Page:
I’ve written previously about egg foo young at Luo’s Peking House. I really like the stuff, though it’s one of those American-Chinese dishes that takes heat for American-Chinese and thus not “authentic.”
Claims of “authenticity” can be one of the laziest and most uniformed ways of talking about food. The authenticity conversation is worth having, of course, especially with people who know what they’re talking about. So often though, claiming authenticity seems a way of sanctioning a food without really talking about how tasty it is, what makes it so good, or what, finally, it is.
Authenticity is an extraordinarily slippery concept. Many associate an “authentic” version of a food with the preparation of the food that they grew up with. Thus, people in Connecticut, New Jersey, New York and Chicago argue about what, exactly, an authentic pizza is.
When it comes to the alleged authenticity of food from other countries, the conversation is equally if not more confusing. The degree of a food’s authenticity varies by the birthplace of the chef, available resources, and local tastes. What passes for authentic Mexican food in Mexico is going to be different than what passes for authentic Mexican food in New Mexico or Cincinnati or Chicago. And how do you determine authenticity? By the first documented recipe for dish? By the way a specific dish is prepared in a specific location or the way it’s prepared by the most people? It’s complicated.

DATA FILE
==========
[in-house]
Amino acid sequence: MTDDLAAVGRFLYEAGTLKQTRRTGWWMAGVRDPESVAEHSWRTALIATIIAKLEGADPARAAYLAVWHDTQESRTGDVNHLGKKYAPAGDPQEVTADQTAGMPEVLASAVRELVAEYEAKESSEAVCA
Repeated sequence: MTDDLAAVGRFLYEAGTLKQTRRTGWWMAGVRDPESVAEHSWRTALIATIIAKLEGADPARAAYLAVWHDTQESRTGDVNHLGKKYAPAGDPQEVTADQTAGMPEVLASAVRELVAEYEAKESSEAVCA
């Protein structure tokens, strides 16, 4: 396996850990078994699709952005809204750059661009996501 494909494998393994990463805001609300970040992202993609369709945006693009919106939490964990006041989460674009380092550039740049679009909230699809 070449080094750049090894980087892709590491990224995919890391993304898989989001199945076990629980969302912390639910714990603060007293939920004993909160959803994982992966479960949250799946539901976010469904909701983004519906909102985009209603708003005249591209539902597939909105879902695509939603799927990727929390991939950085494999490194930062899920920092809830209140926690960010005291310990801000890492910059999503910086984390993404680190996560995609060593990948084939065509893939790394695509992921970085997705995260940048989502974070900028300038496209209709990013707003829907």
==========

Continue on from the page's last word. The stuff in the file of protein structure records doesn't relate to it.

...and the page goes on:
Anyway, for the egg foo young at Luo’s, I prefer a drizzle of hot mustard and sweet-sour sauce, which hits a lot of different flavor receptors and is delicious as is…or when turned into a St. Paul Sandwich.
Watch the latest installment of You Really Should Eat This to find out more.